Of course, you can argue (and we often do) that this focus produces a small selection of products that always work in a uniform manner: the software is designed to work on the machine as it is sold, and the lack of internal messing around by customers keeps everything in line. Compared to the fragmentation of the Windows-based PC market (which is also showing in the Android market) it's one reason why Apple Macs work so much better than other computers.
Apple goes out of its way to build devices that are difficult to strip apart, and its latest laptop: the MacBook Pro with Retina Display continues along this path. There is practically no internal upgrade that can be performed on the MacBook Pro with Retina Display. Everything from the chipset, to the graphics, to the RAM, to the Flash memory is welded together and guarded by Apple Propriety pentalobe screws.
The key problem here seems to be the battery. Apple teardown experts iFixIt.com upon taking apart the MacBook Pro Retina Display said "Great news. The battery is no longer screwed into the machine. Horrible news. Apple chose to use the dreaded g-word. Glue!"
iFixIt.com gave the MacBook Pro Retina Display just 1 out of 10 for repairability, with the following notes:
- Proprietary pentalobe screws prevent you from gaining access to anything inside.
- As in the MacBook Air, the RAM is soldered to the logic board. Max out at 16GB now, or forever hold your peace--you can't upgrade.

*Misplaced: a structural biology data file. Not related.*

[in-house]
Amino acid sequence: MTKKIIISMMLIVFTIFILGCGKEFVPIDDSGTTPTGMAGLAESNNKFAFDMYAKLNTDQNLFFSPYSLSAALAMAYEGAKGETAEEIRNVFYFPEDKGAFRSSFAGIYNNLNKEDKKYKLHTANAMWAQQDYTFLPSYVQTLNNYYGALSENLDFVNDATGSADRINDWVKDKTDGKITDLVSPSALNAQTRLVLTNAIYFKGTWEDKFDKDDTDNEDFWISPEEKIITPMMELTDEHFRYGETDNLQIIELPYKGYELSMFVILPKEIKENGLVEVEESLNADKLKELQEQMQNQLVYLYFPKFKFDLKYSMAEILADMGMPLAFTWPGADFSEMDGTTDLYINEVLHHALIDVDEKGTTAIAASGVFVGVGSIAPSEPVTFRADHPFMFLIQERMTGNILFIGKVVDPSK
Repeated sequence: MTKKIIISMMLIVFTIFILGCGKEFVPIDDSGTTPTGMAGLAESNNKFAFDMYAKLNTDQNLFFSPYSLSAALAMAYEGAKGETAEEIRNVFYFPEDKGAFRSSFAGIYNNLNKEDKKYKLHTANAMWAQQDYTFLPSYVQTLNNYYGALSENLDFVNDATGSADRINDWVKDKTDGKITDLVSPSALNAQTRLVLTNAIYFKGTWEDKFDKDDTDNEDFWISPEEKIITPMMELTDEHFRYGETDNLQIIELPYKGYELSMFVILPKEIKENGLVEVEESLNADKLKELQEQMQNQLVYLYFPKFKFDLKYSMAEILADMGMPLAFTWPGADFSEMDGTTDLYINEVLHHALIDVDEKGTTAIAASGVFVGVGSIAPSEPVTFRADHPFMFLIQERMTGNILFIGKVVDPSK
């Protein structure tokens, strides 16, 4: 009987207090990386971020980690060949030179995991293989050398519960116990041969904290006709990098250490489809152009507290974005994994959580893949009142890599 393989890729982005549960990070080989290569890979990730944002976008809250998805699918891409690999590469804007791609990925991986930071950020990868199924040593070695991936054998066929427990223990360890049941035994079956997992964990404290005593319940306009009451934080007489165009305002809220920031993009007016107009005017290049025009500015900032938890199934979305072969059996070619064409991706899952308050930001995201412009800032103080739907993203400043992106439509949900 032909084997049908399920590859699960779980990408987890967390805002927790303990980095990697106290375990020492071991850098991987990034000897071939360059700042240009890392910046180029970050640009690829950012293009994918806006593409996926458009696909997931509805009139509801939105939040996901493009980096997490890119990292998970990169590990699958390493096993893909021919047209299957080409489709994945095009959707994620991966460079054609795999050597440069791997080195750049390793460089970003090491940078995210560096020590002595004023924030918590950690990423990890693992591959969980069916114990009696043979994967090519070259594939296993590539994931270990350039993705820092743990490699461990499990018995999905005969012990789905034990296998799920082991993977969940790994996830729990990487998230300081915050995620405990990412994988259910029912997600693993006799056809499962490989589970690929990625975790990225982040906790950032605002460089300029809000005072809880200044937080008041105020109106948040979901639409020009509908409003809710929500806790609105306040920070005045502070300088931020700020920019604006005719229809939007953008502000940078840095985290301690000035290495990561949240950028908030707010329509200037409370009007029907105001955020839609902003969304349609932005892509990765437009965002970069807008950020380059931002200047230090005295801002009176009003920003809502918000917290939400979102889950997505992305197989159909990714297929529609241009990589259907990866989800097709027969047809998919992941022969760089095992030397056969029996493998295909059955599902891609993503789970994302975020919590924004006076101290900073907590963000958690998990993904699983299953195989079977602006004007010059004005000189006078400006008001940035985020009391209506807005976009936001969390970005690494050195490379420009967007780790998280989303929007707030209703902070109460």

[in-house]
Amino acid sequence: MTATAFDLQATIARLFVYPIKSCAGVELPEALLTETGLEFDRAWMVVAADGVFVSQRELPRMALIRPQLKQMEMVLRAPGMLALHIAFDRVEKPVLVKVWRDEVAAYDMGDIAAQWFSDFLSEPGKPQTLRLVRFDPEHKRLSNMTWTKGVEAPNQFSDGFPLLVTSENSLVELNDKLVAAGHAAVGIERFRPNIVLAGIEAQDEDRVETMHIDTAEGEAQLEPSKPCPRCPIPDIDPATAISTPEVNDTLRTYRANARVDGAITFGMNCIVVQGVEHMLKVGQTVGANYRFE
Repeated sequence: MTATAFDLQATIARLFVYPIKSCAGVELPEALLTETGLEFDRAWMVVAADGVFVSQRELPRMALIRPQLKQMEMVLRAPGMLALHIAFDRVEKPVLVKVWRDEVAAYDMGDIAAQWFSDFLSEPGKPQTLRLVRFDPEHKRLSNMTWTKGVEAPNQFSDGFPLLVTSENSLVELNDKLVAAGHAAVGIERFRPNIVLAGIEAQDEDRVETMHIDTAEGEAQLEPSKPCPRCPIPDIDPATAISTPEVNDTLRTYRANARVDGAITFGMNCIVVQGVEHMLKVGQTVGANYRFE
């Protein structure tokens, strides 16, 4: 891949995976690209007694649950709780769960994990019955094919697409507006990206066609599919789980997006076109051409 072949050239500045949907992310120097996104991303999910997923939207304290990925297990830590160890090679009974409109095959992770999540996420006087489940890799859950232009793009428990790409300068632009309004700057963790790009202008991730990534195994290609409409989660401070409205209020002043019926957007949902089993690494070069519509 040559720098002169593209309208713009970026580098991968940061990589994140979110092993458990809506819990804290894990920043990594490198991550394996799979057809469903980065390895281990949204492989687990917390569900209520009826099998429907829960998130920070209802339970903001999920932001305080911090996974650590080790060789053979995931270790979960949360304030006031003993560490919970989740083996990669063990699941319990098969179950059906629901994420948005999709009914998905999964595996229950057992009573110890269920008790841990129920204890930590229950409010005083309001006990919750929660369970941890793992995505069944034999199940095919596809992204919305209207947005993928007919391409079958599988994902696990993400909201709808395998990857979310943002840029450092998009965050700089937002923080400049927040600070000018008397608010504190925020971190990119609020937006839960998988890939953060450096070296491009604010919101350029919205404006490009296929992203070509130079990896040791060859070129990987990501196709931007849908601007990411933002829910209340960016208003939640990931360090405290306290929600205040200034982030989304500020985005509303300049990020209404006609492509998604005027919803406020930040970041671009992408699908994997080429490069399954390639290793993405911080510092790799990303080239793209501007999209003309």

- The proprietary SSD isn't upgradeable either (yet), as it is similar but not identical to the one in the Air. It is a separate daughtercard, and we're hopeful we can offer an upgrade in the near future.
- The lithium-polymer battery is glued rather than screwed into the case, which increases the chances that it'll break during disassembly. The battery also covers the trackpad cable, which tremendously increases the chance that the user will shear the cable in the battery removal process.?
- The display assembly is completely fused, and there's no glass protecting it. If anything ever fails inside the display, you will need to replace the entire extremely expensive assembly.
And that seems to be the sticking point for EPEAT, which places high regard on being able to strip down devices and recycle them at the end of their use. And the MacBook Air Retina Display most likely points to the future of the MacBook range in general (Apple typically works technology from its Pro range down to the rest of the MacBook range). So maybe it was a case for Apple of leave before its entire range was pushed.
The deeper argument of whether Apple is right to produce devices that are so hermetically sealed will rage on. After all, it may be tricky for individuals to strip apart the MacBook Pro and add replacement hardware and upgrade features, but that's a design and personal shopping decision. You get a computer that's faster, lighter, smaller and arguably more reliable; you lose the ability to upgrade the internal RAM and hard drive.
But how hard can a professional environmental recycling company looking to strip apart a product and melt it down find the new MacBook Pro? Surely it can't be that hard to turn it back into sheets of glass, aluminium, and copper wiring?